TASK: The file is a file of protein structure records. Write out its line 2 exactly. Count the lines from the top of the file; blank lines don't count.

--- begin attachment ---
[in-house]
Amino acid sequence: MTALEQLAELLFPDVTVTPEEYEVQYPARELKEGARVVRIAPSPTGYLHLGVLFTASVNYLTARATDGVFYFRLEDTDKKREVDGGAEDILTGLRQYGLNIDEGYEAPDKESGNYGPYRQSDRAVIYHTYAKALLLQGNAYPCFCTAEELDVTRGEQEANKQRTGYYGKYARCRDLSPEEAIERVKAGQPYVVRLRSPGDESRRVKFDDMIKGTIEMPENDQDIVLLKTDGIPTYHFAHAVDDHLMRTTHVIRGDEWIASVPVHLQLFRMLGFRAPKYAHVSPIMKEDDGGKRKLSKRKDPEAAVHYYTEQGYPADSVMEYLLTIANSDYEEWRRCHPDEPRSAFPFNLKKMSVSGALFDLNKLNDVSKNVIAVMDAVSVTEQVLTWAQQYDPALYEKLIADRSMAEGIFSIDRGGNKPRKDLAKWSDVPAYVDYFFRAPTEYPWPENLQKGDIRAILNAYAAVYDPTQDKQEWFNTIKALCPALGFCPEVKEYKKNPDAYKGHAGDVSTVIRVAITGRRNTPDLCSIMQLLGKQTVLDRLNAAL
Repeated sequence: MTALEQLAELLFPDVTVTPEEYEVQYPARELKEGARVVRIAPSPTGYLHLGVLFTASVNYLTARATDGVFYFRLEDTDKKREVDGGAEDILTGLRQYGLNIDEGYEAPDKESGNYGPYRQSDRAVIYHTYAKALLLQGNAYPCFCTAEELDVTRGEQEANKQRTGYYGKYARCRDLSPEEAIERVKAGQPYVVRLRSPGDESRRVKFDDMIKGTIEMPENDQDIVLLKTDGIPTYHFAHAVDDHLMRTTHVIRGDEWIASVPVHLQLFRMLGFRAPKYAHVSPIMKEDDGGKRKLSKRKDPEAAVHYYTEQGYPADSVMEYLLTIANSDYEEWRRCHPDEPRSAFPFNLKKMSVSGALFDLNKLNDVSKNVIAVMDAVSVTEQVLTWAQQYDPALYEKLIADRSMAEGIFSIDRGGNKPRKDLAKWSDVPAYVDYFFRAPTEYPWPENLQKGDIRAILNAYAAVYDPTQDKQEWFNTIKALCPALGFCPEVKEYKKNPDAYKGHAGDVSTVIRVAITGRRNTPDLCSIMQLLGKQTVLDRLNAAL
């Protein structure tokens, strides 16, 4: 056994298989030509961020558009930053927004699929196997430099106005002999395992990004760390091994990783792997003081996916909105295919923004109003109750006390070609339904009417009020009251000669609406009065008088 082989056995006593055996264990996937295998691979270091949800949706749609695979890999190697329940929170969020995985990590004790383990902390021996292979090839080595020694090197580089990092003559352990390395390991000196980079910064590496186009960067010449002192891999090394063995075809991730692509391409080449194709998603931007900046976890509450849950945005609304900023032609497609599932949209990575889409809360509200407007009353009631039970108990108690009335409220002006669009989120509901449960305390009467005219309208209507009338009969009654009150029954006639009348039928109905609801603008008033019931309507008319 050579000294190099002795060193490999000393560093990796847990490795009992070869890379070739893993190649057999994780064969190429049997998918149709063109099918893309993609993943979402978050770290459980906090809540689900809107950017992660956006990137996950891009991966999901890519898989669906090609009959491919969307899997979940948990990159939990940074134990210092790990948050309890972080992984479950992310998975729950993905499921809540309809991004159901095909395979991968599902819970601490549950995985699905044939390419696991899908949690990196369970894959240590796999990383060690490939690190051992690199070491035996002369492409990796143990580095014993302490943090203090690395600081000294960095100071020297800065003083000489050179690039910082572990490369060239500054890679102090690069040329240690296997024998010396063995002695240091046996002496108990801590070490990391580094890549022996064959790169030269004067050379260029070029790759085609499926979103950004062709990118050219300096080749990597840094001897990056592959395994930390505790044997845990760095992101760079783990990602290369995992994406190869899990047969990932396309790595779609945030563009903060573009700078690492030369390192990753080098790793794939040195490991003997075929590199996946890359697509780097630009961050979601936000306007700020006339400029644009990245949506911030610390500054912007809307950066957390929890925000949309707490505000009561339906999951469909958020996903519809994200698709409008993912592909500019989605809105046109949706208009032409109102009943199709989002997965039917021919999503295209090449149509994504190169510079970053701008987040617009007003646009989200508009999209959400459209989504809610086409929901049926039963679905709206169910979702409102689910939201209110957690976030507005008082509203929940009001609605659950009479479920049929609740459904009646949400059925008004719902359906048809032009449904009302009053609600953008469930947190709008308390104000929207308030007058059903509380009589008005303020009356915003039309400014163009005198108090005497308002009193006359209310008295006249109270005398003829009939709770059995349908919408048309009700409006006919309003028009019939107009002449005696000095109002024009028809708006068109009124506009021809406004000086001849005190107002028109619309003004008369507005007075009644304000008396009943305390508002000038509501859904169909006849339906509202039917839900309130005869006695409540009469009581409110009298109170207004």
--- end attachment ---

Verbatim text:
Amino acid sequence: MTALEQLAELLFPDVTVTPEEYEVQYPARELKEGARVVRIAPSPTGYLHLGVLFTASVNYLTARATDGVFYFRLEDTDKKREVDGGAEDILTGLRQYGLNIDEGYEAPDKESGNYGPYRQSDRAVIYHTYAKALLLQGNAYPCFCTAEELDVTRGEQEANKQRTGYYGKYARCRDLSPEEAIERVKAGQPYVVRLRSPGDESRRVKFDDMIKGTIEMPENDQDIVLLKTDGIPTYHFAHAVDDHLMRTTHVIRGDEWIASVPVHLQLFRMLGFRAPKYAHVSPIMKEDDGGKRKLSKRKDPEAAVHYYTEQGYPADSVMEYLLTIANSDYEEWRRCHPDEPRSAFPFNLKKMSVSGALFDLNKLNDVSKNVIAVMDAVSVTEQVLTWAQQYDPALYEKLIADRSMAEGIFSIDRGGNKPRKDLAKWSDVPAYVDYFFRAPTEYPWPENLQKGDIRAILNAYAAVYDPTQDKQEWFNTIKALCPALGFCPEVKEYKKNPDAYKGHAGDVSTVIRVAITGRRNTPDLCSIMQLLGKQTVLDRLNAAL